Where is the animation industry going? Cuz from what JK said in the meeting and the way there are no jobs in our field in this country...I am really starting to doubt it's going to go in a good direction in the next few years. and I don't think i can live on nothing for another 5-10 yrs or however long its gonna take for it to get fixed. ...
To answer your question, I don’t think it’s possible to predict where the industry is going in five or ten-year increments.
When I started at Disney in 1976, the business was a small and sleepy backwater. There was Hanna-Barbera, there was Disney features, there were some smaller television houses with a total of 1400-1500 Animation Guild members working in a business that was mostly union.
About half of the AG members were women working in ink-and-paint. (The Guild was then called “The Motion Picture Screen Cartoonists.”)
In 1976, Hanna-Barbera was doing television animation here in town. This production work came to an end over the next few years, and the Animation Guild did two industry-wide strikes to try and keep more of it here. The strike worked in 1979 and failed in 1982. And tv animation went to Japan, Korea, and later China. Filmation, the last television animation studio to do its animation in L.A., closed its doors in 1989.
I started as TAG business agent soon after. There were then 700 active members. “The Little Mermaid” hadn’t been released yet, and Warner Bros. Animation was just beginning to come back to life. If somebody had told me in ‘89 that the animation business would double and then double again over the next ten years, I would not have believed them. I would have said it would stay an eccentric little subset of the movie industry instead of the power-house it has become.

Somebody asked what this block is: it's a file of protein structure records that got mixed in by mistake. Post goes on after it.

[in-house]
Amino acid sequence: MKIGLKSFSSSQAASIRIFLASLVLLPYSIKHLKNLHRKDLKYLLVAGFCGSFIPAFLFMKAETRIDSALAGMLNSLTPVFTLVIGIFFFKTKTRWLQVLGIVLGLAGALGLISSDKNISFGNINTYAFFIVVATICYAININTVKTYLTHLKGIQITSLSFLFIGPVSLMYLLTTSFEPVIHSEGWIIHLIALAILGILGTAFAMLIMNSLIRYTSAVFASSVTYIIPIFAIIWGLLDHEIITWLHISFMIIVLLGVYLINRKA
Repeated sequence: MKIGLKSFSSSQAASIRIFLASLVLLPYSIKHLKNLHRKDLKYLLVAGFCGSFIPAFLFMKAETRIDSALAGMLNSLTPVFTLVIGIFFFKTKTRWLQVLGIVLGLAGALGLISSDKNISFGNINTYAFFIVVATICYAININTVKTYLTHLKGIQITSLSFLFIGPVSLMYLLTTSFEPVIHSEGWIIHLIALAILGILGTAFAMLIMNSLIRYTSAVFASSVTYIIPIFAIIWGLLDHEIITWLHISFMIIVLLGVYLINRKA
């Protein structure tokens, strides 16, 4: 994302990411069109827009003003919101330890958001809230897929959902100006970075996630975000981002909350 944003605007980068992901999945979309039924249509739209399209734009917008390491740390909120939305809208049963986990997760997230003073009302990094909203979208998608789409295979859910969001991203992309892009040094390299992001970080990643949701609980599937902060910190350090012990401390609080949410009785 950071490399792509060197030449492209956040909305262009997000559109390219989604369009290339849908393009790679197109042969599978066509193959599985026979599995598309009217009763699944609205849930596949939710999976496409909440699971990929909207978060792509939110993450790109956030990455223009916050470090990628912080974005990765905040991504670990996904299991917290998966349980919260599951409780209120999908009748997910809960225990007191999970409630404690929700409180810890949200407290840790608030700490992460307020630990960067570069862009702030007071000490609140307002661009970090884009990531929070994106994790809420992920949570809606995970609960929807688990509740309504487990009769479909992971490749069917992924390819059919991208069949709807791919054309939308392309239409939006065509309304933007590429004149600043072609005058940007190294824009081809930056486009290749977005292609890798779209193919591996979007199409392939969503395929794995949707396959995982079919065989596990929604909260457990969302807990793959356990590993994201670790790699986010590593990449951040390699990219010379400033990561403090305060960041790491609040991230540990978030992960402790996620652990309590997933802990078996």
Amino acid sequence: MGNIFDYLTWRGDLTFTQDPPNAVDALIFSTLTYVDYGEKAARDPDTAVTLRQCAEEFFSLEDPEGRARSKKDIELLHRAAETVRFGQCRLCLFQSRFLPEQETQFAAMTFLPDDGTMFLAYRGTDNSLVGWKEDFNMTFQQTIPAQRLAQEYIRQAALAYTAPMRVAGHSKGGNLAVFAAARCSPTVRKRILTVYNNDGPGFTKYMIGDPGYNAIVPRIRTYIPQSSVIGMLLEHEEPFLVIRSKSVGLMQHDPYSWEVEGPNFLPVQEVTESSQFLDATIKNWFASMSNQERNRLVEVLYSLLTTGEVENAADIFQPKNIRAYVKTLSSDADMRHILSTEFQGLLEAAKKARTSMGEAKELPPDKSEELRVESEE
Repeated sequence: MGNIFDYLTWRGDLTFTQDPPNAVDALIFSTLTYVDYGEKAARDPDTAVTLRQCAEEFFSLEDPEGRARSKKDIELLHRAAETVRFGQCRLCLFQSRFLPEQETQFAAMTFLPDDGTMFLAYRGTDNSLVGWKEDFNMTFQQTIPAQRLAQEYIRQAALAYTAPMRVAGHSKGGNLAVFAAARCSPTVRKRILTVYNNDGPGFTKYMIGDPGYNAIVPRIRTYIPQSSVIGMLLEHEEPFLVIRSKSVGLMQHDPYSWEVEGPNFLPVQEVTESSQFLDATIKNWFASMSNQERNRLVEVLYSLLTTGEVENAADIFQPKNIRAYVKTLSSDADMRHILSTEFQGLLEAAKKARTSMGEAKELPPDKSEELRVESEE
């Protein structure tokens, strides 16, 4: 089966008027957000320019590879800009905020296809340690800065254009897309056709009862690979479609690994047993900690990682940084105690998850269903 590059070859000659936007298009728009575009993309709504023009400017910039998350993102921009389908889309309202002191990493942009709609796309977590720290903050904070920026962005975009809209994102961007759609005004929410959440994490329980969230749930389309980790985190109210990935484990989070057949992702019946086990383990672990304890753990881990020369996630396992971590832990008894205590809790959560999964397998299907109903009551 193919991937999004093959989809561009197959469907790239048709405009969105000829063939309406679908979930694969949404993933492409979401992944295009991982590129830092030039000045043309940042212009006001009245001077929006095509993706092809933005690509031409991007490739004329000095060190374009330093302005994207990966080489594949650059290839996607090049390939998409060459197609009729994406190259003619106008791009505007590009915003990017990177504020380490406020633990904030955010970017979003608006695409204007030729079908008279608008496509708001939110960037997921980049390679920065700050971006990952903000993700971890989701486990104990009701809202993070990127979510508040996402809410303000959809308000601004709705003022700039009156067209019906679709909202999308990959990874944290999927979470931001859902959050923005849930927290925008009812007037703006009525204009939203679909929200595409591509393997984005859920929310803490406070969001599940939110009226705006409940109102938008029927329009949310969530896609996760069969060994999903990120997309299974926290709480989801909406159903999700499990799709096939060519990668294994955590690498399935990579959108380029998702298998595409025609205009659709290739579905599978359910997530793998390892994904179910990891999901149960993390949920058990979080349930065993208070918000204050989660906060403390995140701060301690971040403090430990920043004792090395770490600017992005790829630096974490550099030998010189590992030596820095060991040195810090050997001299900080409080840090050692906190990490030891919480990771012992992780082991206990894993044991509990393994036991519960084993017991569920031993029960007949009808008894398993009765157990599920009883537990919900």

The above is a long-winded way of saying (again): “I’m not a good prognosticator.”
So now that we have THAT established, where do I think the business is going between now and 2022? I think it will continue to grow. I think animated features and visual effects movies are big drivers in the film business, and will go on being big drivers, that lots of the work will be done in Southern California because that’s where the most experienced talent pool is, but there will also be production in China, New Zealand and Australia, production in Europe and India. And, of course, Canada. (But tax subsidies don't last forever.)
If it were just a matter of quantity and cost, there would be no work in California NOW. But I’ve learned over the years that cost is only one part of the whole equation. India has made some really inexpensive animated features, but most of them have lost money because audiences stayed away in droves.
Chinese animators are quite proud of “Pleasant Goat and the Big Bad Wolf” taking in $20.6 million domestically, but “Kung Fu Panda” grossed $100 million in China. It’s not enough to be cheap, you must also be good enough to make money.
Right now, the Animation Guild is near historical highs in membership. This month, we brought in another 19 people, so SOMEBODY out there is employing people. (Having said all that, there are plenty of artists who are unemployed at any given moment in time, and I know people who are hurting. But the overall numbers indicate that the business as a whole is not in a slump.) ...
Hope this helps.